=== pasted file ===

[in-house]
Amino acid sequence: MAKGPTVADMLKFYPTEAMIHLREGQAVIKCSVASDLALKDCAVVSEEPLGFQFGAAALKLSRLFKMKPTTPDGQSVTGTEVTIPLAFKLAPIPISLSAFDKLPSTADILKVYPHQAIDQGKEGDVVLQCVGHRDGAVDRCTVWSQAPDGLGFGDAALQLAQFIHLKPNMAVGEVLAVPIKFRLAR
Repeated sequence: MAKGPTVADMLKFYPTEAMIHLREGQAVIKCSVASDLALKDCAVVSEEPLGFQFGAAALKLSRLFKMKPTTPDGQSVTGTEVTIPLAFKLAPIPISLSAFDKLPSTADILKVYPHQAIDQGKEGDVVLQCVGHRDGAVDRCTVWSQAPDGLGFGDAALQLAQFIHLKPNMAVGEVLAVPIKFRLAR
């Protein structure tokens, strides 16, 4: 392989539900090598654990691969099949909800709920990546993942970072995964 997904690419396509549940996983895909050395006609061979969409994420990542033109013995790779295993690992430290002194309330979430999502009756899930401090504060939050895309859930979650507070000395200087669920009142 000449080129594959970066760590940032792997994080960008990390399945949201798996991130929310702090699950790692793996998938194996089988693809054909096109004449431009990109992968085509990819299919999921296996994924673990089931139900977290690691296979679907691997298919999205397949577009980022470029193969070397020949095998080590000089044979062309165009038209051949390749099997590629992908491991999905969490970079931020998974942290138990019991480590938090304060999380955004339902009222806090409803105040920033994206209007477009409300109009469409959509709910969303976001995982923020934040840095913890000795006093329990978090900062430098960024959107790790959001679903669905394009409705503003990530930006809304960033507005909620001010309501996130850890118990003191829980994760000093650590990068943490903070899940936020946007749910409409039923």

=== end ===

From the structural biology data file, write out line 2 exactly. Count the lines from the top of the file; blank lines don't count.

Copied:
Amino acid sequence: MAKGPTVADMLKFYPTEAMIHLREGQAVIKCSVASDLALKDCAVVSEEPLGFQFGAAALKLSRLFKMKPTTPDGQSVTGTEVTIPLAFKLAPIPISLSAFDKLPSTADILKVYPHQAIDQGKEGDVVLQCVGHRDGAVDRCTVWSQAPDGLGFGDAALQLAQFIHLKPNMAVGEVLAVPIKFRLAR